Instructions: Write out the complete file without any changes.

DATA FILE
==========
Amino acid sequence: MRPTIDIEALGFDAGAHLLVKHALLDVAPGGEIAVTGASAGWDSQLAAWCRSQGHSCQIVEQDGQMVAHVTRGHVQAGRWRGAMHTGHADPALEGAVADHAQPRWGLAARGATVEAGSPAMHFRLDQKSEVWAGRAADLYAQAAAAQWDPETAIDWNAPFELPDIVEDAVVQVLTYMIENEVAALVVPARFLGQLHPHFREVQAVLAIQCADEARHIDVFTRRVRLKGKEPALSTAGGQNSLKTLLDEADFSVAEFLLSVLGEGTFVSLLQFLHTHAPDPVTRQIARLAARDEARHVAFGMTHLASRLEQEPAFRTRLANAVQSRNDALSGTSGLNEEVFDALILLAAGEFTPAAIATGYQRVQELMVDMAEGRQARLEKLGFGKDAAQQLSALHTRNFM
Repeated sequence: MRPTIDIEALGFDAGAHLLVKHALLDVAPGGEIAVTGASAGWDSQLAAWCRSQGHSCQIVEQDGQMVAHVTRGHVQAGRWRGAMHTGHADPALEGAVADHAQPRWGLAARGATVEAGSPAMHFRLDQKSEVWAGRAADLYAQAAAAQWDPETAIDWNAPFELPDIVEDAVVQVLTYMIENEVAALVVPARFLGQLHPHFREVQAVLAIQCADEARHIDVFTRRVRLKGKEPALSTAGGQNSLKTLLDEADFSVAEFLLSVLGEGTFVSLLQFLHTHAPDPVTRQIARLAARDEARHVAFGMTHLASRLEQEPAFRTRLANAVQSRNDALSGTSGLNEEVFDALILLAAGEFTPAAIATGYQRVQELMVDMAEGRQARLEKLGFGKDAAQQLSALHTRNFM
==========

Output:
Amino acid sequence: MRPTIDIEALGFDAGAHLLVKHALLDVAPGGEIAVTGASAGWDSQLAAWCRSQGHSCQIVEQDGQMVAHVTRGHVQAGRWRGAMHTGHADPALEGAVADHAQPRWGLAARGATVEAGSPAMHFRLDQKSEVWAGRAADLYAQAAAAQWDPETAIDWNAPFELPDIVEDAVVQVLTYMIENEVAALVVPARFLGQLHPHFREVQAVLAIQCADEARHIDVFTRRVRLKGKEPALSTAGGQNSLKTLLDEADFSVAEFLLSVLGEGTFVSLLQFLHTHAPDPVTRQIARLAARDEARHVAFGMTHLASRLEQEPAFRTRLANAVQSRNDALSGTSGLNEEVFDALILLAAGEFTPAAIATGYQRVQELMVDMAEGRQARLEKLGFGKDAAQQLSALHTRNFM
Repeated sequence: MRPTIDIEALGFDAGAHLLVKHALLDVAPGGEIAVTGASAGWDSQLAAWCRSQGHSCQIVEQDGQMVAHVTRGHVQAGRWRGAMHTGHADPALEGAVADHAQPRWGLAARGATVEAGSPAMHFRLDQKSEVWAGRAADLYAQAAAAQWDPETAIDWNAPFELPDIVEDAVVQVLTYMIENEVAALVVPARFLGQLHPHFREVQAVLAIQCADEARHIDVFTRRVRLKGKEPALSTAGGQNSLKTLLDEADFSVAEFLLSVLGEGTFVSLLQFLHTHAPDPVTRQIARLAARDEARHVAFGMTHLASRLEQEPAFRTRLANAVQSRNDALSGTSGLNEEVFDALILLAAGEFTPAAIATGYQRVQELMVDMAEGRQARLEKLGFGKDAAQQLSALHTRNFM